Video Game Movies – Are heading into a new golden age?
This year’s E3 was a little underwhelming for some, but one specific brand of announcement represents a growing change in the video game industry. In the weeks around E3, not only did we get details of upcoming games, but a lot of news on upcoming video game movies and TV adaptations. Adapting popular game franchises to film isn’t anything new.
However, in recent years the quality and scope of these adaptations have increased dramatically. They’re less a buzzword for a terrible film as an interesting prospective that could go one of two ways. So why exactly are video game movies experiencing such an upsurge and will it actually lead to better films?
What Video Game Movies Are Coming Soon?
In the coming months or years, a lot of video game adaptations are planned. While in the past, many games were optioned with little chance of escaping development hell, they now seem to have gotten serious. Rather than being announced and vanishing, things move forward quickly.
One of the most anticipated adaptations is probably Uncharted, with Tom Holland attached to star as a young Nathan Drake. While fans are looking forward to it, it is worth considering just how well it will translate. Uncharted is essentially an unlicensed Indiana Jones, so would move that back to films hold up against the legendary inspirations? HBO’s The Last of Us is equally anticipated. While that game’s dramatic elements got gamers excited, it’s possible that moving to TV might expose how similar the game’s plot is to many very old archetypes and plots.
One of the more exciting sides to increased video game adaptations is Nintendo finally exploring them again. Their upcoming Mario movie has potential, even with Illumination’s poor track record. A Zelda show looked to be in development for a while, but if reports are to believed Nintendo canceled it over a leak. Nintendo is increasingly exploring options for their IP, which account for some of the most iconic faces in games. These titles are keeping devs highly involved, which might make a difference.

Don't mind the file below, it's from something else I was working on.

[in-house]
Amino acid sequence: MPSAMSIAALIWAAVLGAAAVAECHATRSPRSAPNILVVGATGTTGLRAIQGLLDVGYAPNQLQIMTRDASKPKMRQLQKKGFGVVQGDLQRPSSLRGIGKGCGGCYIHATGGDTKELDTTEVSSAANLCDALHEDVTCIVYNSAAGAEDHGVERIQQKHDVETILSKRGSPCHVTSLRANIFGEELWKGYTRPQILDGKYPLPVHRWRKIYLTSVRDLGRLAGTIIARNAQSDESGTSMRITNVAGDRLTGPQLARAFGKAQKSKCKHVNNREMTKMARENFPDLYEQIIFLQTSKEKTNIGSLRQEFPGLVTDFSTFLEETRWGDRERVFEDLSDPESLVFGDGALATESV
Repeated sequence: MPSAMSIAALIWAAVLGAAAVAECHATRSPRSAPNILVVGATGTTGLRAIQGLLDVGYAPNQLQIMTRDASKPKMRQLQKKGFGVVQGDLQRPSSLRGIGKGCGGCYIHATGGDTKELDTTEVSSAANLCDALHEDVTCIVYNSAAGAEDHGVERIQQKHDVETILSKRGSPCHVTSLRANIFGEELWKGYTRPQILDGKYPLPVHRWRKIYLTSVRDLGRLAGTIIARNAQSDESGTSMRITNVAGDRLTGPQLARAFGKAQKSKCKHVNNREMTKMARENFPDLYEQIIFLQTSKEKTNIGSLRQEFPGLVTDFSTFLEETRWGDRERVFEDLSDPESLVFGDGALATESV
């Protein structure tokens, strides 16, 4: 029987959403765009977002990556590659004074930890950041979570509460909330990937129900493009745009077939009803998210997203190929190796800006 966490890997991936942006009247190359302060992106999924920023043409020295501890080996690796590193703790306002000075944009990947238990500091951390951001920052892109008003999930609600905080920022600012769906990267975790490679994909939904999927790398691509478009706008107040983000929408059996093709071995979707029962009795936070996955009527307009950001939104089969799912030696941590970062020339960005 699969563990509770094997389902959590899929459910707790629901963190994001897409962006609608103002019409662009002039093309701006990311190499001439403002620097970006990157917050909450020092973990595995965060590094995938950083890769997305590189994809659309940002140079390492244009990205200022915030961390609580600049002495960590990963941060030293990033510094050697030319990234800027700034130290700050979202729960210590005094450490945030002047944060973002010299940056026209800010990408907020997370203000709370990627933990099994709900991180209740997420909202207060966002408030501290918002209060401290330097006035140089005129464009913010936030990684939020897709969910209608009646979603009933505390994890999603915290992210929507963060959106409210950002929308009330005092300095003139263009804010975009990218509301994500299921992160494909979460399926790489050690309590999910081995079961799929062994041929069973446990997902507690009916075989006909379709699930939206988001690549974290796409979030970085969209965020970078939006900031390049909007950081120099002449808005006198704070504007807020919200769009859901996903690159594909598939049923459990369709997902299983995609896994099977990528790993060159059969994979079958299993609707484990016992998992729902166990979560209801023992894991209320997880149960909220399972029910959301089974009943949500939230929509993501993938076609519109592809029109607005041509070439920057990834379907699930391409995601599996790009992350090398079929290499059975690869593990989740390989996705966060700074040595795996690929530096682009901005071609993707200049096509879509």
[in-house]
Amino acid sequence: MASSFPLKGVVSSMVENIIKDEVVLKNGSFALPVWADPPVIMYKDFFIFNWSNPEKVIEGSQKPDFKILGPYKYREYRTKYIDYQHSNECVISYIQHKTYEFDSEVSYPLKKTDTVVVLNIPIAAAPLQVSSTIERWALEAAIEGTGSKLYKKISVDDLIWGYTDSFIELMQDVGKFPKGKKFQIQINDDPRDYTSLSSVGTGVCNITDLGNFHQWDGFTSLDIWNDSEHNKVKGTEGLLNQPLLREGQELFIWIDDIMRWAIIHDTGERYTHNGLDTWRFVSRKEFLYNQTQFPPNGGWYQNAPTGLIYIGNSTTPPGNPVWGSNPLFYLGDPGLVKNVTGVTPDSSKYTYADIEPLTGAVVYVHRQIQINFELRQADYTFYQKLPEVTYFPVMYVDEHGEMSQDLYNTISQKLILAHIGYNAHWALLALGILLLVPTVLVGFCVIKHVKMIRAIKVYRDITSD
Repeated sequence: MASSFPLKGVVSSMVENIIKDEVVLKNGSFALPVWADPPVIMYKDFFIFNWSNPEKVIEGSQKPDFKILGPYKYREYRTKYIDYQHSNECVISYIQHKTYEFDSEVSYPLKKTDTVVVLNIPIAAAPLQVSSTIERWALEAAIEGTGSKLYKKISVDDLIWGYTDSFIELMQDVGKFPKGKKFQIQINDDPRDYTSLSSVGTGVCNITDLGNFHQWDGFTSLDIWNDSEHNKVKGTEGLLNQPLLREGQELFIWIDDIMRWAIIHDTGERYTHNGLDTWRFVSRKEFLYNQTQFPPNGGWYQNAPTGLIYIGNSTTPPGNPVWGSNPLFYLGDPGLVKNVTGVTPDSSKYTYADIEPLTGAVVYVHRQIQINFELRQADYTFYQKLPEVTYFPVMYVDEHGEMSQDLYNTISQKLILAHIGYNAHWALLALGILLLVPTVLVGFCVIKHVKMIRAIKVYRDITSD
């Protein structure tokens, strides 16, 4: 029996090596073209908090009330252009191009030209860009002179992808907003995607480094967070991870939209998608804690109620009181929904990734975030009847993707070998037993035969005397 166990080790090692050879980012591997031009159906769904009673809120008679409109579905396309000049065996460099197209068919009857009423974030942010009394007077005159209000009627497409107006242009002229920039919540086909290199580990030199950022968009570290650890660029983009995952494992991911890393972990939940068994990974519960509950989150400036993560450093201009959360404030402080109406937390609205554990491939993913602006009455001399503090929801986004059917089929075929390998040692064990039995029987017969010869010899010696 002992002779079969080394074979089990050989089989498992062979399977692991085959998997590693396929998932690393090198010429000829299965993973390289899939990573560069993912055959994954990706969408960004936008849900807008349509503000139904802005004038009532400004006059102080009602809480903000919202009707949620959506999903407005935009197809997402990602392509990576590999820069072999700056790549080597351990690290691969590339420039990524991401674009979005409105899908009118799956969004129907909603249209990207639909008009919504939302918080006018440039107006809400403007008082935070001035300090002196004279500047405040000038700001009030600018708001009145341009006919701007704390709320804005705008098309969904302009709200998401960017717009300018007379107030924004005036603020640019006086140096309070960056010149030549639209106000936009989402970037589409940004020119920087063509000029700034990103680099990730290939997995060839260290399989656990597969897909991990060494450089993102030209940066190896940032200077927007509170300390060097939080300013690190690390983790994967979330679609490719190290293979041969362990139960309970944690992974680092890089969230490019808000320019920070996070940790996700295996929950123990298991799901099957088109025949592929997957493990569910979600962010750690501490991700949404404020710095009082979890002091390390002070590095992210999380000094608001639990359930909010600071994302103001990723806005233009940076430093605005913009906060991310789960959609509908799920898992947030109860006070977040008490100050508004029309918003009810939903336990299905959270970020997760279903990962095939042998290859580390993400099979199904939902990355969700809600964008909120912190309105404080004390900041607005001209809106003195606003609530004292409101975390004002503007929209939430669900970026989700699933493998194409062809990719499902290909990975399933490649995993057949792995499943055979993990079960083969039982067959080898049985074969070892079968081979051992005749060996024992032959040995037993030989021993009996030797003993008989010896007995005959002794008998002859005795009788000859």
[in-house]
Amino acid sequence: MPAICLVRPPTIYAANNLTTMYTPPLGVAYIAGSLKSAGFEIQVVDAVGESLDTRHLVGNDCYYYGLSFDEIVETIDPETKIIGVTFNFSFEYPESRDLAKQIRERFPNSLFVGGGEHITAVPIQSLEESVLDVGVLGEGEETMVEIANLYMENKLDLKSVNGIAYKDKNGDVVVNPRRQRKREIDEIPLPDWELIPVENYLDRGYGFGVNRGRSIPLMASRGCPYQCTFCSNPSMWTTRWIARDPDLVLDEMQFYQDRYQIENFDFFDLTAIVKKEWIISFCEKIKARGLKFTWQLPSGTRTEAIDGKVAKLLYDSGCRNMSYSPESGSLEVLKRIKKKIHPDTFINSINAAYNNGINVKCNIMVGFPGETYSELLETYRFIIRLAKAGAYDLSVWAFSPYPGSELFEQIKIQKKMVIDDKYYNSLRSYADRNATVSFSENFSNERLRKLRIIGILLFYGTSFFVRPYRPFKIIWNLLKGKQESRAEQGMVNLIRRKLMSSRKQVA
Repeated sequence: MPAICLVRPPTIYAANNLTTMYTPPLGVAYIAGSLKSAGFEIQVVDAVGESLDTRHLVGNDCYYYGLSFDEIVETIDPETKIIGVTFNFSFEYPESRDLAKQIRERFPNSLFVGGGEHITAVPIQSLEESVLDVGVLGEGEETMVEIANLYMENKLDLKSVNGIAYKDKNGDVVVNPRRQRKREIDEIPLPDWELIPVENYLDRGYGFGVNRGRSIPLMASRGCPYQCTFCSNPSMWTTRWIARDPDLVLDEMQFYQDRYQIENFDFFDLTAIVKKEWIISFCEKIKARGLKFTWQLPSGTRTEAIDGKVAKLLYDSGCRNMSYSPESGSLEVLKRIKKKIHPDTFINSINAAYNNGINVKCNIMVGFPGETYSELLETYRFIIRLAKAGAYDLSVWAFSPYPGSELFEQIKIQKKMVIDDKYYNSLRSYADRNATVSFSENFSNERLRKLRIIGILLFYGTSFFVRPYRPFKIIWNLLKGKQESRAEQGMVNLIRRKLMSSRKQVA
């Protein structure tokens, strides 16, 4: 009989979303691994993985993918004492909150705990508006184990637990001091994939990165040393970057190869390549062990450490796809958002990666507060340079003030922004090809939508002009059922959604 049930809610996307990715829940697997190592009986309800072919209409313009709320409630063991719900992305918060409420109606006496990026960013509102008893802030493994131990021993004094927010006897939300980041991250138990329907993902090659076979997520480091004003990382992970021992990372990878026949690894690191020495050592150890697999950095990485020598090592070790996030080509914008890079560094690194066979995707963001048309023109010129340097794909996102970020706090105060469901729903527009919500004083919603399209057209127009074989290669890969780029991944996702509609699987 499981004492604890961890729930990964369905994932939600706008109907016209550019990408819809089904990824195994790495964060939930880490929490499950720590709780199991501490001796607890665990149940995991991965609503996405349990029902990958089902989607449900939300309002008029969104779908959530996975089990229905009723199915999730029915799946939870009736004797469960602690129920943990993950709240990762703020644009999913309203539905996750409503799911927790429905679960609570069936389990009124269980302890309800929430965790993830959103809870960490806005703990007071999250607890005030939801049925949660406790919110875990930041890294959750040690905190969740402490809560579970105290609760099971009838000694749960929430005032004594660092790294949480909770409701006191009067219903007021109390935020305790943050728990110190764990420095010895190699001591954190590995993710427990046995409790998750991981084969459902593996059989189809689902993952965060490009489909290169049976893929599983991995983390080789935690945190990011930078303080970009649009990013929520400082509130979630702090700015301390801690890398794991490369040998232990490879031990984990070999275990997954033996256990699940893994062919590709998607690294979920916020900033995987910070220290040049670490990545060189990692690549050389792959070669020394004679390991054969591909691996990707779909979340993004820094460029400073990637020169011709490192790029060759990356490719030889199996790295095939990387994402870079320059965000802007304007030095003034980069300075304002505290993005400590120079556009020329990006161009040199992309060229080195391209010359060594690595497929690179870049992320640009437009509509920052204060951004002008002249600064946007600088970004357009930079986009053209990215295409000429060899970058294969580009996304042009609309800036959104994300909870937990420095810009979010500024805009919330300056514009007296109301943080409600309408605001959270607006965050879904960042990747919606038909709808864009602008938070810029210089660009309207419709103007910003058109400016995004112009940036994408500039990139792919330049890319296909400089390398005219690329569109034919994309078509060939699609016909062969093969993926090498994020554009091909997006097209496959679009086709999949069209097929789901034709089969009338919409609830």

Other projects include a whole spread of Netflix gaming animes like Cyberpunk, Diablo, Far Cry, and Tomb Raider. Hopefully, the anime of Tomb Raider can avoid some of the problems of the 2000s adaptations. They come following up on the Dota anime, which brought esports into the mix.
Outside of those, some live-action video game movies upcoming projects include:
- Resident Evil, 2021
- Splinter Cell, 2021
- Halo, 2022
- Assassins Creed, 2023
- Fallout, 2024
- Twisted Metal, TBD
- Final Fantasy, TBD
Why are There so Many More?
It seems just about everyone is getting into video game movies. One part of the recent upsurge in demand might be to do with the demographics of gaming. Video games have become an increasingly popular hobby and one that is not confined to a single demographic. This naturally makes the demand for movies based on these properties a lot higher. With gaming now bringing in more revenue than film, it only makes sense for studios to try and capture some of that demographic.
Outside of specific demographics that are looking for video game movies, you have the overall trend of big-budget movies. It is no secret that in recent years movie studios have begun to rely even more heavily on ‘established IP’. Established intellectual properties have become one of the only things major studios are willing to take a chance on. Video games have become hugely popular franchises, so further exploring this territory could be pretty successful.